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Report blames Nehru govt and army for misadventure that led to China war defeat

New Delhi, March 18: Key portions of a secret 1962 Indian Army report that have emerged in public for the first time suggest that a mix of strategic and personnel blunders contributed to the humiliating defeat against China that year.

The report, commissioned to pinpoint the reasons for the rout, purportedly identifies two key mistakes. One, an aggressive “forward policy” adopted under then defence minister V.K. Krishna Menon and two, Prime Minister Jawaharlal Nehru’s decision to handpick Lt General Brij Mohan Kaul to lead operations in the North-East Frontier Province (Nefa).

Authored by Lt General Henderson Brooks and Brigadier P.S. Bhagat, the report is dubbed top secret by the Indian government, which has never declassified the document despite repeated demands by scholars and sections of the military and political establishment.

But veteran Australian journalist Nevill Maxwell, who reported on the 1962 China-India war, uploaded scanned copies of 190 pages from the report online today, sparking a scramble within the Indian government to contain any embarrassing fallout.

Maxwell’s website — where he has uploaded the documents — became inaccessible within hours, triggering speculation that the Centre may have tried to disable access to the report.

But the Indian Computer Emergency Response Team (Cert-In) — the government’s top online watchdog — rejected any role, and the revealed sections of the report, downloaded by others from Maxwell’s website, were soon available on other portals.

The defence ministry in a statement said “it would not be appropriate to comment” because of the “extremely sensitive nature of the contents of the report, which are of current operational value”. It also reiterated that for the government, the document remains classified as top secret.

The criticisms expressed in detail in the sections of the report that became public today are not new. Military commanders have made the same arguments in private accounts and landmark books like Brigadier John Dalvi’s controversial 1968 book Himalayan Blunder and Maxwell’s India’s China War, published in 1970.

But the revealed sections confirm that India’s official military review of the 1962 war concurred with these often sharp criticisms.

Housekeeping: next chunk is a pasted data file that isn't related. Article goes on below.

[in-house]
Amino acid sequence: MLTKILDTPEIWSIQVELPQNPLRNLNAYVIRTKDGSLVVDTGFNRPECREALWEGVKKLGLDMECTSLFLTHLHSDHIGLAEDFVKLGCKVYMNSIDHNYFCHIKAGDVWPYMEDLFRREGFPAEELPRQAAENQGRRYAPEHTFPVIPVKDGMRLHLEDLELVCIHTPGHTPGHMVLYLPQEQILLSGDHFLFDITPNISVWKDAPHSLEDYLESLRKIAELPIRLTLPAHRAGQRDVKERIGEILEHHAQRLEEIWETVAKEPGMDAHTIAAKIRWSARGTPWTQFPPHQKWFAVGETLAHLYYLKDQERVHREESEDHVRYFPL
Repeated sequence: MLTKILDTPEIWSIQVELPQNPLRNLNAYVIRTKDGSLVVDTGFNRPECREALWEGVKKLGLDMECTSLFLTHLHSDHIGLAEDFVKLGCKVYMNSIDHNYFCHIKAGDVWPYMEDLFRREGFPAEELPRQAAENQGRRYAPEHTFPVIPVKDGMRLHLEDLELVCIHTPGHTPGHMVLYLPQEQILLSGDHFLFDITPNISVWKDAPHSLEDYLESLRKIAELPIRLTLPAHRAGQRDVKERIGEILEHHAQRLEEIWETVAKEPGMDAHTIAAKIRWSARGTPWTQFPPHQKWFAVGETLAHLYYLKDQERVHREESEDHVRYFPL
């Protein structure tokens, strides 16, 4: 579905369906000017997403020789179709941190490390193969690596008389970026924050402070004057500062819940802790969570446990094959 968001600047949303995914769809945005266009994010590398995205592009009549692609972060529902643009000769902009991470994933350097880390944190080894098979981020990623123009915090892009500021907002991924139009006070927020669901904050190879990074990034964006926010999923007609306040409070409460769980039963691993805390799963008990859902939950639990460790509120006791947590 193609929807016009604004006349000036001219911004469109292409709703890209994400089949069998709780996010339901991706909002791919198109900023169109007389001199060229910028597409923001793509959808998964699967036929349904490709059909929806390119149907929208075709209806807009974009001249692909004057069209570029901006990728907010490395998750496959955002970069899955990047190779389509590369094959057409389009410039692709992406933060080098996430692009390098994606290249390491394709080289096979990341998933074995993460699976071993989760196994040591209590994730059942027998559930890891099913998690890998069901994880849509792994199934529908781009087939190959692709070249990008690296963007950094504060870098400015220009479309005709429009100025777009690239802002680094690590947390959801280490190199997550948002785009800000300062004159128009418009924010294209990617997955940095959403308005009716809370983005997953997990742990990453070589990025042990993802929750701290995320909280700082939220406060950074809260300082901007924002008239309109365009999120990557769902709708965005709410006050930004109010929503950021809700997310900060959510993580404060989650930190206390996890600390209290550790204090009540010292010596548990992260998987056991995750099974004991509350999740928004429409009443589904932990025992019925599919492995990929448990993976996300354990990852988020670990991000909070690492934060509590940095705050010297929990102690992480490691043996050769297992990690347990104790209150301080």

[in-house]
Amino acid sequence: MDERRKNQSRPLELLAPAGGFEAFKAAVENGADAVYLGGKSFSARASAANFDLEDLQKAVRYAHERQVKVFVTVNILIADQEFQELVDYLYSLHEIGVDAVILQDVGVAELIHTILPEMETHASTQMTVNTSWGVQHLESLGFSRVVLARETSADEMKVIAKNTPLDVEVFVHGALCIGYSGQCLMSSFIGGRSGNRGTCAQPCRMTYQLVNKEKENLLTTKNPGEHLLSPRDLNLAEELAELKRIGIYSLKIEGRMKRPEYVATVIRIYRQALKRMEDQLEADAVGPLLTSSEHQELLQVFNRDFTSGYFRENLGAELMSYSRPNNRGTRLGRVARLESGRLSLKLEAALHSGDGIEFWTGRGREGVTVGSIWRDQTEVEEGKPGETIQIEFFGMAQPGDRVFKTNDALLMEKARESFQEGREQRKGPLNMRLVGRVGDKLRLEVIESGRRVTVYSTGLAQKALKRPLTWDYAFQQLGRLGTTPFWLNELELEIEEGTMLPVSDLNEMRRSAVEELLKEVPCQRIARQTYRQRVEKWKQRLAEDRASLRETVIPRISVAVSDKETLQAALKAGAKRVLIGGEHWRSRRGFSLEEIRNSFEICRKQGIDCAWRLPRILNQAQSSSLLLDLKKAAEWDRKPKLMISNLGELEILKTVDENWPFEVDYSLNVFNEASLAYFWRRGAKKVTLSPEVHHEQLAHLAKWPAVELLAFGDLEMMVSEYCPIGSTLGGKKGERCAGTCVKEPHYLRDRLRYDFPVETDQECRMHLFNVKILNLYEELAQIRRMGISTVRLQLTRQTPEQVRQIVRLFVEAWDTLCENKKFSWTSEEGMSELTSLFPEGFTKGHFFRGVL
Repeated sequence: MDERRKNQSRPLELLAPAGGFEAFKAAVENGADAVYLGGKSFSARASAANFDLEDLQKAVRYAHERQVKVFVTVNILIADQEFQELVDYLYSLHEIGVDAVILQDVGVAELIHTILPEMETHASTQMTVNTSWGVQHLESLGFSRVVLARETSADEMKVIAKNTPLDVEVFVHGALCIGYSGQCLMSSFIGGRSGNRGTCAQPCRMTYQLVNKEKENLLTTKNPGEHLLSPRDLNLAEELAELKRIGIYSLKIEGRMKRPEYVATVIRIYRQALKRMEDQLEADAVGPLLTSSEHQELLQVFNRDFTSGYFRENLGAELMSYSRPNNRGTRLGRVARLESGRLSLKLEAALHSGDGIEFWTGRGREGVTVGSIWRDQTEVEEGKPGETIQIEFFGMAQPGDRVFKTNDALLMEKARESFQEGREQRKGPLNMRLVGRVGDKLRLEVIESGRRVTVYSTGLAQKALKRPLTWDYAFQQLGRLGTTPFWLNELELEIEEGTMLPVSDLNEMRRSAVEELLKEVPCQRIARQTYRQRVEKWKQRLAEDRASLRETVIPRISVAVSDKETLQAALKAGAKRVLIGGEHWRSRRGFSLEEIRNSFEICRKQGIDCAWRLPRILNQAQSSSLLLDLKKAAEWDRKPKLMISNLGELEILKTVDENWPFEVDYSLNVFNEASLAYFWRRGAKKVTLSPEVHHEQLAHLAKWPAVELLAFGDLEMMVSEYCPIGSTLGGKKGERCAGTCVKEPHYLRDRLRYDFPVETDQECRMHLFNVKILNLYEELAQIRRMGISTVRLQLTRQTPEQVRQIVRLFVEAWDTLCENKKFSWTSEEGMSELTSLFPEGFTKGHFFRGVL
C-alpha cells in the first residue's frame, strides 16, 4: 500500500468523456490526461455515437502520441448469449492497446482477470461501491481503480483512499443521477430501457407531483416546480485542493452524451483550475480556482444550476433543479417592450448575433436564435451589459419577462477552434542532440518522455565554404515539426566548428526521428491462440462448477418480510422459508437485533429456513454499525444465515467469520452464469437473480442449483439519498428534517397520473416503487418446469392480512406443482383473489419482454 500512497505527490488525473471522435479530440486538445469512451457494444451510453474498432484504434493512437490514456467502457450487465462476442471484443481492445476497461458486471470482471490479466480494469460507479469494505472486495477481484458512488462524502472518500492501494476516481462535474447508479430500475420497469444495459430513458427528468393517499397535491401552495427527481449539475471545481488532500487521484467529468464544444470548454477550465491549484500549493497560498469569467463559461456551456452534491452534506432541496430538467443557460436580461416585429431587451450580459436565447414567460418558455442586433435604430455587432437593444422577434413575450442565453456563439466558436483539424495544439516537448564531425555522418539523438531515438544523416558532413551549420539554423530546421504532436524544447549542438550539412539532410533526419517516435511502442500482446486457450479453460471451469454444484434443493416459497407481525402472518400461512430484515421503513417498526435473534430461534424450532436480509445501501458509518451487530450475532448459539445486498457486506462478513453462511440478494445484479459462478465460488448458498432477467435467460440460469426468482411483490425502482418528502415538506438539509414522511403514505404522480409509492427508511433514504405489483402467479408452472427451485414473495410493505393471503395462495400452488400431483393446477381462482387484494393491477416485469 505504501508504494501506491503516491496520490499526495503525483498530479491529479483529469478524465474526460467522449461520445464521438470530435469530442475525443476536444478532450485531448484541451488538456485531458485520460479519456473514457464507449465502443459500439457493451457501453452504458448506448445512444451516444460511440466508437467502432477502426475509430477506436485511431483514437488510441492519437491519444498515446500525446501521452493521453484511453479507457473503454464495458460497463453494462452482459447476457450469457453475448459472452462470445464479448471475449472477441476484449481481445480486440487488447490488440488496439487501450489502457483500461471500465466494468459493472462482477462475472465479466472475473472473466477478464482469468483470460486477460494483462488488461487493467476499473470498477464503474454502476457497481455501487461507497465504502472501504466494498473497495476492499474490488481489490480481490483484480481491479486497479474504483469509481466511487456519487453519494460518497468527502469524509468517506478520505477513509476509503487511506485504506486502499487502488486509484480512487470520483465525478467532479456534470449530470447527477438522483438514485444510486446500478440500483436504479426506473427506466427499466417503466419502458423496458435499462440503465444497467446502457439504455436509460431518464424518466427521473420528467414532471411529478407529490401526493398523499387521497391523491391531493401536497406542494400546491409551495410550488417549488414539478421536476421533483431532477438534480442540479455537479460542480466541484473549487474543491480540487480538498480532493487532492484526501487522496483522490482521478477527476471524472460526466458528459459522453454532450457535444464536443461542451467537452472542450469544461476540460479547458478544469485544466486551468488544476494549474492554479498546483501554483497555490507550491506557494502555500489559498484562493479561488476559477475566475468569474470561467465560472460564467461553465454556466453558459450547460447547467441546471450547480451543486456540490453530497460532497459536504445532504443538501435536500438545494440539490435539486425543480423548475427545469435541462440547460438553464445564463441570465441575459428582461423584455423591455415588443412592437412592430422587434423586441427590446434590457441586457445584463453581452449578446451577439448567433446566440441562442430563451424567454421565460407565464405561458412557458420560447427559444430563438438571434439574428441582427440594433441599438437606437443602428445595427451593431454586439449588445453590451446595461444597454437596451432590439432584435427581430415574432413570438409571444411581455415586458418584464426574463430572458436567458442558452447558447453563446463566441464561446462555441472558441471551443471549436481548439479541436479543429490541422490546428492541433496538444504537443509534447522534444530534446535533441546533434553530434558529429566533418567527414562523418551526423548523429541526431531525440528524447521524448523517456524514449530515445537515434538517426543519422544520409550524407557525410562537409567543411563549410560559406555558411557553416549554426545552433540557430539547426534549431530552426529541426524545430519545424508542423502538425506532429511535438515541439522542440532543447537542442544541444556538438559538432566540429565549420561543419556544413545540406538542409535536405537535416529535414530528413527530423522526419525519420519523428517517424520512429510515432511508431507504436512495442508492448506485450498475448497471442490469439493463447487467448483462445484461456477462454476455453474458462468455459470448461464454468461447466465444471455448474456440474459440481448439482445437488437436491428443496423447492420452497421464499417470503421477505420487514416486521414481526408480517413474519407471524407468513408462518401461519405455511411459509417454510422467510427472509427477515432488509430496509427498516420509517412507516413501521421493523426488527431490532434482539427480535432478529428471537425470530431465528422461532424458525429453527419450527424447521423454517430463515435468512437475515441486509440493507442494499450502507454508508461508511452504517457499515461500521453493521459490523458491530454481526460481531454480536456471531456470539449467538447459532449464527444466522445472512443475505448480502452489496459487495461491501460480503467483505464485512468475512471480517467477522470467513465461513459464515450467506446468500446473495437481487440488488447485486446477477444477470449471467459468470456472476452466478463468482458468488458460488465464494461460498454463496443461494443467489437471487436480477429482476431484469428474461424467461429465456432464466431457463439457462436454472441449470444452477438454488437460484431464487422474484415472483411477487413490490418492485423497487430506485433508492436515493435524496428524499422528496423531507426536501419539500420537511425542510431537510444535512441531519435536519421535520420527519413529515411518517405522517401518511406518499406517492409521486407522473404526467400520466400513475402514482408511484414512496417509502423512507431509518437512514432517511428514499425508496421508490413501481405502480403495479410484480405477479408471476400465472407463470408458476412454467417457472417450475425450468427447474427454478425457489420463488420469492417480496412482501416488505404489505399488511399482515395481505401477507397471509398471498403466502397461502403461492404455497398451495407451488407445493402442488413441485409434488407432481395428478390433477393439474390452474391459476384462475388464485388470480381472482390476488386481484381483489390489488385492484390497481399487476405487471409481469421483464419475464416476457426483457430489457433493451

India had in 1961 begun implementing a plan known as the “forward policy”, under which troops were sent across the McMahon Line — the effective boundary between India and China south of Tibet — to encircle Chinese troops in response to incursions by Chinese forces.

But the Henderson Brooks report, based on internal documents, memos, analyses of meetings between top officials including defence minister Menon, and messages from army units at the frontier concludes that the forward policy was introduced “without the means to implement it effectively”.

“It is obvious that politically the ‘Forward Policy’ was desirable, and presumably the eviction of the Chinese from Ladakh must always be the eventual aim,” the report says on Page 10. “But what is pertinent is whether we were militarily in a position at that time to implement this policy.”

The political and military leaderships, the report says, were convinced that India’s pinpricks would not prompt China into any “major military operation”.

But the “forward policy”, originally intended for the Ladakh sector, spread to Nefa — now Arunachal Pradesh — aggravating tensions.

In particular, the report questions the role of B.M. Kaul, who was chief of the General Staff Branch, Army Headquarters, in the run-up to the war and was then made commanding officer in charge of the army’s Nefa operations.

Kaul, the authors say, remained convinced as late as end-September 1962 that China would not attack. This was days before Chinese troops attacked Indian posts.

“So far, efforts have been made to keep individual personalities out of this review,” the authors say on Page 83. “General Kaul, however, must be made an exception.”

According to the authors, the lack of clear instructions from Kaul, and the muddled messages he sent down the line for the military commanders, “is inexcusable” and “must never be allowed again”.

Kaul’s decision to order operations at a post known as Dhola “despite being fully briefed regarding the grave logistical shortcomings, can at best only be described as wanton disregard of the elementary principles of war”, the authors say.